Immunization and Analysis of Immune Responses.
Mice were immunized intraperitoneally with the T cell–dependent antigen 2-phenyl-5-oxazolone coupled to OVA (phOx-OVA), 100 μg alum precipitate per mouse at the age of 4 mo, five mice of each genotype in each of two independent experiments. At indicated days serum samples were collected and antigen-specific ELISAs performed. Coating antigen was phOx coupled to BSA and a HRP-conjugated rabbit anti–mouse Ig antibody (Dako) was used as a secondary antibody. For the antigen-specific IgM, IgG, or IgA ELISA, biotinylated goat anti–mouse IgM, IgG, or IgA (Southern Biotechnology Associates, Inc.) were used as secondary antibodies and developed by HRP-conjugated streptavidin (Sigma-Aldrich). As a substrate we used TMB (3,3′,5,5′-tetramethylbenzidine; Sigma-Aldrich). Six mice of each genotype were given three oral immunizations 10 d apart with 10 μg of CT (List Biological Laboratories) in 6% (wt/vol) NaHCO3 in PBS through a baby feeding tube under light ether anesthesia as described previously 27. A CT-specific ELISA was performed on serum and lavage from immunized mice as follows and as described previously 27; microtiter plates were coated with 0.5 nmol/ml GM1 ganglioside (Sigma-Aldrich) followed by incubation with 0.5 μg/ml CT (List Biological Laboratories). As a secondary antibody we used HRP-conjugated goat anti–mouse Ig or goat anti–IgA antibodies (Southern Biotechnology Associates, Inc.) and as substrate ortho-paraphenylenediamine (Sigma-Aldrich). Analysis of the number of CT-specific IgA-secreting cells in the LP from immunized mice was performed using ELISPOT as described previously.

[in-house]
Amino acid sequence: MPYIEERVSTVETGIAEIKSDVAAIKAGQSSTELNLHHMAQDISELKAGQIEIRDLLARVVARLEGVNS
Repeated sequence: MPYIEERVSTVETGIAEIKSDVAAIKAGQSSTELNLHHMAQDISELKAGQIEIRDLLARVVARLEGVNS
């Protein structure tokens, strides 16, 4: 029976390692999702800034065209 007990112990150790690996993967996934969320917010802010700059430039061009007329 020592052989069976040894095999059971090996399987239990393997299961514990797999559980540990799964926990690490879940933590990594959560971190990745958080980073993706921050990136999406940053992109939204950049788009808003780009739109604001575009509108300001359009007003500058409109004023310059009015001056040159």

Single Cell PCR Analysis.
Day 3 LPS-stimulated splenic cell suspensions were incubated with biotinylated anti-B220 antibodies (BD PharMingen), washed twice followed by incubation with streptavidin Dynabeads (Dynal). Positive cells were harvested by picking single cells in 0.8 μl drops of PBS under a light microscope and then transferring them to RNase free tubes. Nested single cell reverse transcription (RT)-PCR was performed by usage of “Titan™ one tube RT-PCR system” according to the manufacturer's protocol (Boehringer).
Limiting Dilution Analysis.
Spleen cells from normal wt C57BL/6 mice were prepared as described previously. Splenic lymphocytes were then seeded at 1, 3, 10, 30, 100, 300, and 1,000 cells per well in 96-well plates, one hole plate for each cell density, in a total of 200 μl RPMI (GIBCO BRL) supplemented with 7.5% FCS (Sigma-Aldrich), 1% IL-6 S/N, and 25 μg/ml LPS (E. coli 055:B5; Difco). After incubation for 7 d, the supernatants were collected and the dry plates frozen at −80°C. We performed a total Ig ELISA on the supernatants, as described previously, to detect Ig-secreting clones. The fraction of Ig-negative wells from each plate was then plotted against the number of seeded cells per well. This gave us, according to the Poisson distribution, the limit for clonality. From wells containing clonal cultures, cDNA was prepared and analyzed with PCR for HPRT expression and J chain expression. PCR products were separated on agarose gels, vacuum blotted to nylonfilters (Zeta probe; Bio-Rad Laboratories), and then hybridized with [32P]-labeled probes for HPRT and J chain as indicated.